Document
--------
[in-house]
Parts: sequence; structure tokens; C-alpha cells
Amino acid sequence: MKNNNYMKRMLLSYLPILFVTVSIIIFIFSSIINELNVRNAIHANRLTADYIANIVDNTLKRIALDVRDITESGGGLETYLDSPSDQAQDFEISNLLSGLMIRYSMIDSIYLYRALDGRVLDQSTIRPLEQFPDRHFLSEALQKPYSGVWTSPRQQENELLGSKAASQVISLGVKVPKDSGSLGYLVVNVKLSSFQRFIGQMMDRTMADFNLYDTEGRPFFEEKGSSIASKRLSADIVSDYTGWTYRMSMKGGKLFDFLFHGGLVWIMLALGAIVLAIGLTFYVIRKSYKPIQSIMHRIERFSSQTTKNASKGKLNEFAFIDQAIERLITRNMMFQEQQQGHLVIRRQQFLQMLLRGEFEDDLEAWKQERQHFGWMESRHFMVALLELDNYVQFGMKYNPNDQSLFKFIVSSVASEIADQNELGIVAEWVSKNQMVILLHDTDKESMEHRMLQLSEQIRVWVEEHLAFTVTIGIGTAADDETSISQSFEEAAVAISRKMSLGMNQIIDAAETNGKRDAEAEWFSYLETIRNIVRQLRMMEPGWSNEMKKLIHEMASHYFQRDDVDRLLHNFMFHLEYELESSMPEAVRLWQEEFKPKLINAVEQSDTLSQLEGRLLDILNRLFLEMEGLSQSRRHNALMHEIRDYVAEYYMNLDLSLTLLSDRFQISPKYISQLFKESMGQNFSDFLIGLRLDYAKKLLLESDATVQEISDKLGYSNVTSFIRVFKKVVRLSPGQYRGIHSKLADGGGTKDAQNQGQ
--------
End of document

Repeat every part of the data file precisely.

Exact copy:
[in-house]
Parts: sequence; structure tokens; C-alpha cells
Amino acid sequence: MKNNNYMKRMLLSYLPILFVTVSIIIFIFSSIINELNVRNAIHANRLTADYIANIVDNTLKRIALDVRDITESGGGLETYLDSPSDQAQDFEISNLLSGLMIRYSMIDSIYLYRALDGRVLDQSTIRPLEQFPDRHFLSEALQKPYSGVWTSPRQQENELLGSKAASQVISLGVKVPKDSGSLGYLVVNVKLSSFQRFIGQMMDRTMADFNLYDTEGRPFFEEKGSSIASKRLSADIVSDYTGWTYRMSMKGGKLFDFLFHGGLVWIMLALGAIVLAIGLTFYVIRKSYKPIQSIMHRIERFSSQTTKNASKGKLNEFAFIDQAIERLITRNMMFQEQQQGHLVIRRQQFLQMLLRGEFEDDLEAWKQERQHFGWMESRHFMVALLELDNYVQFGMKYNPNDQSLFKFIVSSVASEIADQNELGIVAEWVSKNQMVILLHDTDKESMEHRMLQLSEQIRVWVEEHLAFTVTIGIGTAADDETSISQSFEEAAVAISRKMSLGMNQIIDAAETNGKRDAEAEWFSYLETIRNIVRQLRMMEPGWSNEMKKLIHEMASHYFQRDDVDRLLHNFMFHLEYELESSMPEAVRLWQEEFKPKLINAVEQSDTLSQLEGRLLDILNRLFLEMEGLSQSRRHNALMHEIRDYVAEYYMNLDLSLTLLSDRFQISPKYISQLFKESMGQNFSDFLIGLRLDYAKKLLLESDATVQEISDKLGYSNVTSFIRVFKKVVRLSPGQYRGIHSKLADGGGTKDAQNQGQ